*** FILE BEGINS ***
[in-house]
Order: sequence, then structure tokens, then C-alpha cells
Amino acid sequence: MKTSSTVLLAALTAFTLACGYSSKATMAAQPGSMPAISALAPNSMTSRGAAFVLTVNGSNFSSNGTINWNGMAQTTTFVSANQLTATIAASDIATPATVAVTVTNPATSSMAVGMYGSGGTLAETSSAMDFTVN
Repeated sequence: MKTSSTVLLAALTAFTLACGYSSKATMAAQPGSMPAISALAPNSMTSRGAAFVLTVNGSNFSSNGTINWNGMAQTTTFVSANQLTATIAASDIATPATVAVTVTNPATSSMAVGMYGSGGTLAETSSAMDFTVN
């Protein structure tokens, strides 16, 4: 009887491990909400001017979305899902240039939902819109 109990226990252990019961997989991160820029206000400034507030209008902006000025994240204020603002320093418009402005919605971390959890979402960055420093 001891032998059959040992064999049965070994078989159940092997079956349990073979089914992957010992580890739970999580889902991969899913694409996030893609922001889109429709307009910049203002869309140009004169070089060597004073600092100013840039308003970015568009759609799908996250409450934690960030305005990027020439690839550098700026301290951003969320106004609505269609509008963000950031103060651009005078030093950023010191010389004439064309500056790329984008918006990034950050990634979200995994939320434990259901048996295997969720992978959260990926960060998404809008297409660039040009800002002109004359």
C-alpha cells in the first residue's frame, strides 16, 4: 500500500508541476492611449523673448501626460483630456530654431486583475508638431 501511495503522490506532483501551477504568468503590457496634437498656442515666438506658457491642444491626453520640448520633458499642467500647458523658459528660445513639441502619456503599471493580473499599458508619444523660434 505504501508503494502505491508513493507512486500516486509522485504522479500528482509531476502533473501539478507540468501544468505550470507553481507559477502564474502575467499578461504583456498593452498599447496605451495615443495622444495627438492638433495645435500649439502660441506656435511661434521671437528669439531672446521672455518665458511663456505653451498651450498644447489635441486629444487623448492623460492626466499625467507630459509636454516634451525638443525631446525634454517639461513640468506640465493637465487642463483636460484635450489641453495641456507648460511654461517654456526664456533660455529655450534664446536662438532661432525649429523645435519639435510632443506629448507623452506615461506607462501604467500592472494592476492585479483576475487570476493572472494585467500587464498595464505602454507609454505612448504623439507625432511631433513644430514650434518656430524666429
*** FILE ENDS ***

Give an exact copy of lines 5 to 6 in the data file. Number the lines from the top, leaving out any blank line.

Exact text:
């Protein structure tokens, strides 16, 4: 009887491990909400001017979305899902240039939902819109 109990226990252990019961997989991160820029206000400034507030209008902006000025994240204020603002320093418009402005919605971390959890979402960055420093 001891032998059959040992064999049965070994078989159940092997079956349990073979089914992957010992580890739970999580889902991969899913694409996030893609922001889109429709307009910049203002869309140009004169070089060597004073600092100013840039308003970015568009759609799908996250409450934690960030305005990027020439690839550098700026301290951003969320106004609505269609509008963000950031103060651009005078030093950023010191010389004439064309500056790329984008918006990034950050990634979200995994939320434990259901048996295997969720992978959260990926960060998404809008297409660039040009800002002109004359």
C-alpha cells in the first residue's frame, strides 16, 4: 500500500508541476492611449523673448501626460483630456530654431486583475508638431 501511495503522490506532483501551477504568468503590457496634437498656442515666438506658457491642444491626453520640448520633458499642467500647458523658459528660445513639441502619456503599471493580473499599458508619444523660434 505504501508503494502505491508513493507512486500516486509522485504522479500528482509531476502533473501539478507540468501544468505550470507553481507559477502564474502575467499578461504583456498593452498599447496605451495615443495622444495627438492638433495645435500649439502660441506656435511661434521671437528669439531672446521672455518665458511663456505653451498651450498644447489635441486629444487623448492623460492626466499625467507630459509636454516634451525638443525631446525634454517639461513640468506640465493637465487642463483636460484635450489641453495641456507648460511654461517654456526664456533660455529655450534664446536662438532661432525649429523645435519639435510632443506629448507623452506615461506607462501604467500592472494592476492585479483576475487570476493572472494585467500587464498595464505602454507609454505612448504623439507625432511631433513644430514650434518656430524666429